Okay, let’s begin this with a little disclaimer. No one paid for their tickets for last night’s Willy Moon gig on a barge so the amount of ire that can be heaped upon Ray-Ban and the hapless PR company that 'organised' this is limited. BUT if you’re going to hold an event to promote a brand in a positive way don’t, whatever you do, cock things up as badly as this.
Here’s the brief background story (life’s too short to spend hours on this). Ray-Ban decided to run a series of gigs across the UK to promote their eyewear and gave out free tickets to lucky competition winners or people who simply tweeted their details. So far so good. Great in fact. What a simply smashing idea eh chums? I’m sure the other gigs were a huge success and everyone had a super time. In Birmingham though there was clearly a bit of a cock up (insert your own Willy/cock/penis jokes here). For some ruddy silly reason the organisers had given out at least twice as many tickets as they had spaces on the barge. Despite turning up nearly an hour before the gig was due to start we were a good 10 or so places away from standing a chance of getting on. Why do this? Why get people to traipse along, raise their hopes and get them to queue up for an hour then happily chug off into the sunset leaving at least 50% of the ‘winners’ behind? You don’t need to be a PR genius to see that this isn’t the way to make a good impression. Having made the cock up though why not use your brain and do something about it? Here are a few ideas for starters. Instead of sailing the boat along the canal leave it moored and let Willy play outside. Far more people would see this (more people...brand awareness...get it?) and everyone would go home happy. Or, at the very least, allow Willy to play a few numbers outside for those who weren’t able to get on the boat. Or have two sailings with shorter performances. See? It ain’t rocket science. It’s just BASIC PR.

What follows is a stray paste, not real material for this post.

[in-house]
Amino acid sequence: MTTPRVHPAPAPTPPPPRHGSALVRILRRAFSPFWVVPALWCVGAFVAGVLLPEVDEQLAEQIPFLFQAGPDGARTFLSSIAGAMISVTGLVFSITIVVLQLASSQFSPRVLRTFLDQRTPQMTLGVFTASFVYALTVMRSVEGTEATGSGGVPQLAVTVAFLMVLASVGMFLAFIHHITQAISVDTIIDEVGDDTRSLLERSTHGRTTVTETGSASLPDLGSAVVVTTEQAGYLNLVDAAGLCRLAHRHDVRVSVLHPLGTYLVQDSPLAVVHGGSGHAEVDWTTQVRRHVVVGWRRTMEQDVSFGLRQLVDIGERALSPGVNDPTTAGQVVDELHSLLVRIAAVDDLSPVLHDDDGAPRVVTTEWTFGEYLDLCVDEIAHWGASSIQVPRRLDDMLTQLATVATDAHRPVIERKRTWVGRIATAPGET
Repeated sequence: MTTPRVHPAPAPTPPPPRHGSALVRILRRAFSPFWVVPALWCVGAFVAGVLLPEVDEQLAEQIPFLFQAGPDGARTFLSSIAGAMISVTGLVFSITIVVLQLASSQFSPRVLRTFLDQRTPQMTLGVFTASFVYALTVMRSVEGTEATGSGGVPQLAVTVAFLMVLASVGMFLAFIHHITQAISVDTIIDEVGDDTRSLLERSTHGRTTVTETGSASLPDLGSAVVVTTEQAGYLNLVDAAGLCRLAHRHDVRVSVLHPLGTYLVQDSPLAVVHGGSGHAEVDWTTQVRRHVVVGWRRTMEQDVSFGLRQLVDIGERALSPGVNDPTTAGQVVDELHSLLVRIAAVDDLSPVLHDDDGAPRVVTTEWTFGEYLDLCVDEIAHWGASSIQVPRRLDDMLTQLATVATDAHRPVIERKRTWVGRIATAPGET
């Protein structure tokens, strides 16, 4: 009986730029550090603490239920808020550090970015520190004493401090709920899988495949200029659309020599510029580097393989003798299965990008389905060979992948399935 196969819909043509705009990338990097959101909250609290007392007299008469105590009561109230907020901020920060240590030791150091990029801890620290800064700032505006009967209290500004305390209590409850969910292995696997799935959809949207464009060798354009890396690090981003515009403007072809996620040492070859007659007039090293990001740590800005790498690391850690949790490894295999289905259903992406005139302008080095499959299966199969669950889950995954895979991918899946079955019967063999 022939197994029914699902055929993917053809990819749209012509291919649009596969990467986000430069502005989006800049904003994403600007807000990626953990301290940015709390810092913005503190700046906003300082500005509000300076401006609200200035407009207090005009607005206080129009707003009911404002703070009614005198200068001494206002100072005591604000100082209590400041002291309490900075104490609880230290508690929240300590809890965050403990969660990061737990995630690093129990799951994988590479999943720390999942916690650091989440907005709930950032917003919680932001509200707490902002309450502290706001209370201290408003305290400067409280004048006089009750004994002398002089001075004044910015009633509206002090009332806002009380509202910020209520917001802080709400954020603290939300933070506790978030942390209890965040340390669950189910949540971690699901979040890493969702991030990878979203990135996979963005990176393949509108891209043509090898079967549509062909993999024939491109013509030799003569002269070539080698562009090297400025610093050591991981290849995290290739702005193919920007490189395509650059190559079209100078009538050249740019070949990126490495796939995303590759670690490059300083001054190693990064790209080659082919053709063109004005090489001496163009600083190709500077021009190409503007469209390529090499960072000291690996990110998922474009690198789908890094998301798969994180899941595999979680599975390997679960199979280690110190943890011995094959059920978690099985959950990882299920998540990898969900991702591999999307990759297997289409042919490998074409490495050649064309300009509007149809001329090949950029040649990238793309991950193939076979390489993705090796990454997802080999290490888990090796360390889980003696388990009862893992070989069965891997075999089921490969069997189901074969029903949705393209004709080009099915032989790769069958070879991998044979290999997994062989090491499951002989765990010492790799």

Having missed out on the barge gig we were asked to wait around so that we could design our own t-shirts. Okay. I’ll play along. We were ushered into a small tent and given a cheap t-shirt and some marker pens that had seen better days. The spray cans of paint had run out and the metal studs in pots had started to go rusty. Tetanus anyone? It was a remarkably shabby affair, more suited to an inner city playgroup that had fallen on hard times rather than a $multi-million global brand. We were then asked to pose in our creations. You’d expect the PR bods to take pictures to use but again they failed to make anything of what could have been a bit of fun. If you had a camera (I didn’t) they’d snap a picture of you but what the hell was the point of that? Why not take their own shots and stick them online? To...you know...raise the profile of the whole campaign. Er...isn’t that the point of PR? I have no idea who was responsible for this fiasco but they should start looking for another job. There are plenty of interesting larger venues across Birmingham that would have been better suited to this kind of event or, as already suggested, they could just have had two sailings. For what it’s worth I’ve tweeted Ray-Ban and I’ll post any response I get up here too but I’m not holding my breath.
EDIT: I swiftly received a very nice response from Ray-Ban and the kind offer of a goodie bag. I wasn't expecting this and, as I said at the beginning of this piece, no one had paid for a ticket so there was really no need for them to offer me anything. Good to see a global business listening to a local voice.